Mr. Sturgeon, in 1825, made an important step in advance of the experiments of Arago, and produced what is properly known as the electro-magnet. He bent a piece of iron wire into the form of a horseshoe, covered it with varnish to insulate it, and surrounded it with a helix, of which the spires were at a distance. When a current of galvanism was passed through the helix from a small battery of a single cup the iron wire became magnetic, and continued so during the passage of the current. When the current was interrupted the magnetism disappeared, and[Pg 27] thus was produced the first temporary soft iron magnet.
The electro-magnet of Sturgeon is shown in Fig. 4. By comparing Figs. 3 and 4 it will be seen that the helix employed by Sturgeon was of the same kind as that used by Arago; instead however, of a straight steel wire inclosed in a tube of glass, the former employed a bent wire of soft iron. The difference in the arrangement at first sight might appear to be small, but the difference in the results produced was important, since the temporary magnetism developed in the arrangement of Sturgeon was sufficient to support a weight of several pounds, and an instrument was thus produced of value in future research.
The next improvement was made by myself. After reading an account of the galvanometer of Schweigger, the idea occurred to me that a much nearer approximation to the requirements of the theory of Ampère could be attained by insulating the conducting wire itself, instead of the rod to be magnetized, and by covering the whole surface of the iron with a series of coils in close contact. This was effected by insulating a long wire with silk thread, and winding this around the rod of iron in close coils from one end[Pg 28] to the other. The same principle was extended by employing a still longer insulated wire, and winding several strata of this over the first, care being taken to insure the insulation between each stratum by a covering of silk ribbon. By this arrangement the rod was surrounded by a compound helix formed of a long wire of many coils, instead of a single helix of a few coils, (Fig. 5).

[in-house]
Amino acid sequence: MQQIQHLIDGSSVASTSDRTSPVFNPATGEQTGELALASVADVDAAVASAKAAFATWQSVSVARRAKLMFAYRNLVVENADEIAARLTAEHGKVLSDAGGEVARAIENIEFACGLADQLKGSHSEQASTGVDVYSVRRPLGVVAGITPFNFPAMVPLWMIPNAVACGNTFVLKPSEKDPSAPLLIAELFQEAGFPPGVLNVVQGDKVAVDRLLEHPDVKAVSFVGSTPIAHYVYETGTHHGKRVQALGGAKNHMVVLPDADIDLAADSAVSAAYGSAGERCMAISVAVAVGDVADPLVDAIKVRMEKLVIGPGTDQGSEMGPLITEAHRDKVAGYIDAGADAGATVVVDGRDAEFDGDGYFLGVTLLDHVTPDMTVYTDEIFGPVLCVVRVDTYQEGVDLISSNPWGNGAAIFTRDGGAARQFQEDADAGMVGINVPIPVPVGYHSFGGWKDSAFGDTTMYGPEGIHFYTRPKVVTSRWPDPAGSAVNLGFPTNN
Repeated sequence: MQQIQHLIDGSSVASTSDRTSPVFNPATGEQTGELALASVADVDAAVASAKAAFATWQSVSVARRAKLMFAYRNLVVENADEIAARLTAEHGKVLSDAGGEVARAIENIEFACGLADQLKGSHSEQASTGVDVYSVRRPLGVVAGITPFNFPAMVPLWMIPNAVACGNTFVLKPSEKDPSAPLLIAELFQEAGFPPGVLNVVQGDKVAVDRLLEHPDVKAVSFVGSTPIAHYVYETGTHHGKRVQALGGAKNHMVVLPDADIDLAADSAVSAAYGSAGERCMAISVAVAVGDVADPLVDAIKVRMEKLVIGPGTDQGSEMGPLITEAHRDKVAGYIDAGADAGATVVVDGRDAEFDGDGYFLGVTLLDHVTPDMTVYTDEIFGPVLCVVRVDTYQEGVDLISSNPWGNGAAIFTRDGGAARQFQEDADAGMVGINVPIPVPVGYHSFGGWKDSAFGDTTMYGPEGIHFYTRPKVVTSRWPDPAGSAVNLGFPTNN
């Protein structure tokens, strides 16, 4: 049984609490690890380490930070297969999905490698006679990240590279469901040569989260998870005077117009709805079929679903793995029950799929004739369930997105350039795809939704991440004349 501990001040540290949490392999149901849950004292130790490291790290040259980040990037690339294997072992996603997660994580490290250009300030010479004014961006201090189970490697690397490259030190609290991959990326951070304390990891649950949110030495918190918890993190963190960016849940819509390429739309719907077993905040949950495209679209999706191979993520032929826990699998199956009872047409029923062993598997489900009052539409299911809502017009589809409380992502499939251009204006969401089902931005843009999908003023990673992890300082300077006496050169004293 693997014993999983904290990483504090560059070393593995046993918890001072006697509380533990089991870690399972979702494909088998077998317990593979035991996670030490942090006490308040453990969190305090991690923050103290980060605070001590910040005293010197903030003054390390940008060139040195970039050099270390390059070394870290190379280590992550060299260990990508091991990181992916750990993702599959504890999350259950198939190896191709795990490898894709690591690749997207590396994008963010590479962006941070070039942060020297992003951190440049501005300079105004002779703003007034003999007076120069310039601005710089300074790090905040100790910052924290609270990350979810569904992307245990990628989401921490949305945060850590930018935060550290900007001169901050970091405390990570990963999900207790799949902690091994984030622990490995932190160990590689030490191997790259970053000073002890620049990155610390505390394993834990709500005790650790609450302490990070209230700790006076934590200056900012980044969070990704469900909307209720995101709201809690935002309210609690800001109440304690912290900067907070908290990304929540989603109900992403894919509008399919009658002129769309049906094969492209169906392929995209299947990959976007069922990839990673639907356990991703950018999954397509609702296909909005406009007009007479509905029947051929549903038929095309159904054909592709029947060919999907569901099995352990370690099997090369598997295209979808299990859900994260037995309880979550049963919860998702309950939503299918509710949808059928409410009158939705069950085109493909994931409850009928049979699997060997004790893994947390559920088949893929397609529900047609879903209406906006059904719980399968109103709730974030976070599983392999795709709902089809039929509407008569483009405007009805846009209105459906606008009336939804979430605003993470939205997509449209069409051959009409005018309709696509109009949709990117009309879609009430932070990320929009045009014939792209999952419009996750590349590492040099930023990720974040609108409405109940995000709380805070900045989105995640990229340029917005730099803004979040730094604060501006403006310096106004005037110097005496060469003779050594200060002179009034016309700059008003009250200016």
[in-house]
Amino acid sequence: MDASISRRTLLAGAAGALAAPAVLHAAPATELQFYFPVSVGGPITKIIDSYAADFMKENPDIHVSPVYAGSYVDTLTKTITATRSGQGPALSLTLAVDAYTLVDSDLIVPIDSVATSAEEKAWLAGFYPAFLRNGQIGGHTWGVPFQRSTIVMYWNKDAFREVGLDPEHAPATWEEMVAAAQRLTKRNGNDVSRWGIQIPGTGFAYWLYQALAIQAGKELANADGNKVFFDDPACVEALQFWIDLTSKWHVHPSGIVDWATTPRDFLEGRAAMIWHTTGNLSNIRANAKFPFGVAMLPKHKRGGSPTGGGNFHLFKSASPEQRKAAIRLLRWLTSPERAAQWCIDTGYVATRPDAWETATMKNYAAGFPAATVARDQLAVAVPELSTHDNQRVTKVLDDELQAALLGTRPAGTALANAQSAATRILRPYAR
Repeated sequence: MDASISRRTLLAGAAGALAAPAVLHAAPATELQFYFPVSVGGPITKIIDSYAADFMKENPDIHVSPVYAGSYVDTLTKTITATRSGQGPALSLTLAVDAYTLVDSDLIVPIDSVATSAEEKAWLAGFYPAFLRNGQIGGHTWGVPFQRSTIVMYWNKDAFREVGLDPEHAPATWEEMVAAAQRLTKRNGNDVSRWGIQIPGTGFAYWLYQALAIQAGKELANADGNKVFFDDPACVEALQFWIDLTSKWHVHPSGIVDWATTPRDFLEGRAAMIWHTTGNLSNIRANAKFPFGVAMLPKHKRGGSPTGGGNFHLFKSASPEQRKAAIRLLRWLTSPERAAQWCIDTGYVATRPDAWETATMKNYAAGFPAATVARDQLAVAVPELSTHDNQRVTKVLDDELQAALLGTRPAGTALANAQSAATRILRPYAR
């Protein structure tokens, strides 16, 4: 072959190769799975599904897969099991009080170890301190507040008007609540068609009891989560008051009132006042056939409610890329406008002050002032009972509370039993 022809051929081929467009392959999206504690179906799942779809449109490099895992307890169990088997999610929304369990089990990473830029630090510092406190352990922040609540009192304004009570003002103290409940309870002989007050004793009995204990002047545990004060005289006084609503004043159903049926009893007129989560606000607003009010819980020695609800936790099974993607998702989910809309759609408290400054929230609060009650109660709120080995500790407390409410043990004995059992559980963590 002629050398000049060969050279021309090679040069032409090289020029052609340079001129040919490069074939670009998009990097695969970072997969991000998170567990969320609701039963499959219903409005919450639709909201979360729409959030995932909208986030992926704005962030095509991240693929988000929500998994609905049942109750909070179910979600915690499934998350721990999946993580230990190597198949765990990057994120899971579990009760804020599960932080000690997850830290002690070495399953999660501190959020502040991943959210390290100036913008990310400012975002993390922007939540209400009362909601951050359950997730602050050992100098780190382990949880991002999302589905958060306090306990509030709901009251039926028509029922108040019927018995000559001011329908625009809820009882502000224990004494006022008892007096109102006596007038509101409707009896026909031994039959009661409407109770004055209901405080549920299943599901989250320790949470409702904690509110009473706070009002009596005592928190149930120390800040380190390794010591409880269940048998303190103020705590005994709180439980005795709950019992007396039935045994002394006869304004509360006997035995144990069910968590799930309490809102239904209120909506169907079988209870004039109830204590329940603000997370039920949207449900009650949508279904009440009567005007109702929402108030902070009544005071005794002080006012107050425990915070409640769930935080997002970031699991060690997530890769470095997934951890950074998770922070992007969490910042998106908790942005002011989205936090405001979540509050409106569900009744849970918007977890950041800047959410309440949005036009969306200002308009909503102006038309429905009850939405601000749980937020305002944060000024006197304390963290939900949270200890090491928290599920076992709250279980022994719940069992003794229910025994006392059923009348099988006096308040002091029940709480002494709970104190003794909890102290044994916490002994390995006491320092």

In the arrangement of Arago and Sturgeon the several turns of wire were not precisely at right angles to the axis of the rod, as they should be, to produce the effect required by the theory, but slightly oblique, and therefore each tended to develop a separate magnetism not coincident with the axis of the bar. But in winding the wire over itself, the obliquity of the several turns compensated each other, and the resultant action was at right angles to the bar. The arrangement then introduced by myself was superior to those of Arago and Sturgeon, first in the greater multiplicity of turns of wire, and second in the better application of these turns to the development of magnetism. The power of the instrument with the same amount of galvanic force, was by this arrangement several times increased.
The maximum effect, however, with this arrangement and a single battery was not yet obtained. After a certain length of wire had been coiled upon the iron, the power diminished with a further increase of the number of turns. This was due to the increased resistance which the[Pg 29] longer wire offered to the conduction of electricity. Two methods of improvement therefore suggested themselves. The first consisted, not in increasing the length of the coil, but in using a number of separate coils on the same piece of iron. By this arrangement the resistance to the conduction of the electricity was diminished and a greater quantity made to circulate around the iron from the same battery. The second method of producing a similar result consisted in increasing the number of elements of the battery, or, in other words, the projectile force of the electricity, which enabled it to pass through an increased number of turns of wire, and thus, by increasing the length of the wire, to develop the maximum power of the iron.
To test these principles on a larger scale, the experimental magnet was constructed, which is shown in Fig. 6. In this a number of compound helices were placed on the same bar, their ends left projecting, and so numbered that they could be all united into one long helix, or variously combined in sets of lesser length.